Back-to-Roots Routes for the Road Warrior
March 30, 2012 | Permalink
Americans have lately been expressing the desire to slow down their fast-paced, stress-filled lives. From the slow-food movement to bike-to-work days, there are all sorts of evidence of our desire to live in a way that is deliberative, salubrious and heartfelt—rather than rushed, superficial and deleterious to our heart health.
Vacations have always been about relaxation, about slowing things down in order to really enjoy life. Now that many Americans are trying to live by the standards expressed by the newly christened slow movement, a more comprehensive offshoot of the slow-food movement, there are many vacation options that are not just about personal pleasure and relaxation but that are also about community building and reflecting on the bigger picture.
Getting Revived at the Folk Revival (and Learning Something, Too)
Taking place from June 27th- July 1st and July 4th-8th, the Smithsonian Folklife Festival (which began in 1967 at the tail end of the 1960’s folk-music revival that gave us Bob Dylan and Joan Baez) is a celebration of traditional, community-based arts and crafts of all sorts, such as music, cooking, dance, woodworking, painting, etc.
International practitioners of deeply-rooted cultural forms and processes give demonstrations on the National Mall in Washington, D.C. All the entertainment and education here is homegrown—which results, of course, in a diverse array of aesthetics, personalities and techniques. Come see demonstrations of everything from New York City graffiti writing (minus the New York Police Department) to the dancing of an Italian tarantella—a dance traditionally believed to be the remedy for a disease caused by the bite of a tarantula. Every festival focuses on a U.S. state, a U.S. region, and on many international cultures.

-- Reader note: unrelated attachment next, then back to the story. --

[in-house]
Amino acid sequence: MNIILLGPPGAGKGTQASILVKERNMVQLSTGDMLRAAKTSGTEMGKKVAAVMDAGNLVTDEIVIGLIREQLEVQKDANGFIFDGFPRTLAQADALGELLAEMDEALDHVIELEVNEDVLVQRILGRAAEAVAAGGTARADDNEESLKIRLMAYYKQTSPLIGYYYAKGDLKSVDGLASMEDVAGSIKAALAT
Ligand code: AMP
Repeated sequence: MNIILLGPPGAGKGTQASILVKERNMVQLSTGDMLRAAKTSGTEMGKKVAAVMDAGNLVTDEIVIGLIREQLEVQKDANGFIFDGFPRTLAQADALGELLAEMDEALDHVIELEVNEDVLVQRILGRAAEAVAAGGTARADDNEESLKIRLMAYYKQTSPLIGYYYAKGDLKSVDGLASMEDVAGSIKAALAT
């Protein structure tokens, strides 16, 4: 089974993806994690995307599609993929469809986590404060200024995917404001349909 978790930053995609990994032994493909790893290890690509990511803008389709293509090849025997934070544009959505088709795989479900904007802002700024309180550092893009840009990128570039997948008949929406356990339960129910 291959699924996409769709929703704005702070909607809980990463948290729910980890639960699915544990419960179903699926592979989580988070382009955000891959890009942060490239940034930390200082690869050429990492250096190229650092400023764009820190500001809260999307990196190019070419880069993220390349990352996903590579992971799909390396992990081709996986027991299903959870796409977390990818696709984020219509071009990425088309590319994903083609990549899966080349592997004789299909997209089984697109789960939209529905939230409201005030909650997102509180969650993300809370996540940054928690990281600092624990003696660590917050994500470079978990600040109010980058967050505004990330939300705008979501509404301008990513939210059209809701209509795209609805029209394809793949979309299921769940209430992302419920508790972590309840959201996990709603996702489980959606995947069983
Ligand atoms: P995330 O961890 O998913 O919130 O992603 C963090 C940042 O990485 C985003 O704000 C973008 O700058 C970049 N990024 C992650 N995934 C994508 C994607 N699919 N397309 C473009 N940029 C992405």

Last, but not least, the festival is free—your tax dollars at work!
Getting Real by Eating Real Food
The folks behind the Eat Real Festival, which takes place between September 21st-23rd in Oakland, California’s Jack London Square, believe that the food we eat should be (as much as possible) sustainable, community-based fare that has not been altered chemically. Needless to say, you will find no processed food at this homey food-truck festival. That is not to say, though, that this is a health-food festival. You can score plenty of comfort food here—burgers, fries, chocolate, etc.
Also, just because this festival stands in opposition to modern methods of mass-food processing and shipping does not mean that it is a stodgy back-to-basics event. You will find plenty of edgy fusion food at Eat Real. Fittingly for the festival’s California location, Mexican food is combined with just about every other ethnic food: Filipino and Korean tacos and Indian burritos are some of the festival’s most popular items.
While in Jack London Square, make sure to check out London’s Yukon cabin, which was disassembled up north then shipped to Oakland (his hometown) and reassembled in his eponymous square.
Getting a Really Good Night’s Sleep
An important component of community-based culture and cuisine is the way it makes you feel. You can feel the love in it. It emanates love because it has the feeling of home. Even if it doesn’t exactly have the feeling of your home, it still has the feeling of home. When you’re on the road, you want to get this feeling of home from the hotels you stay in. You get this feeling from Extended Stay Hotels, which, like home, have kitchens where you can prepare real food and a living space where you can have real family time with your loved ones.
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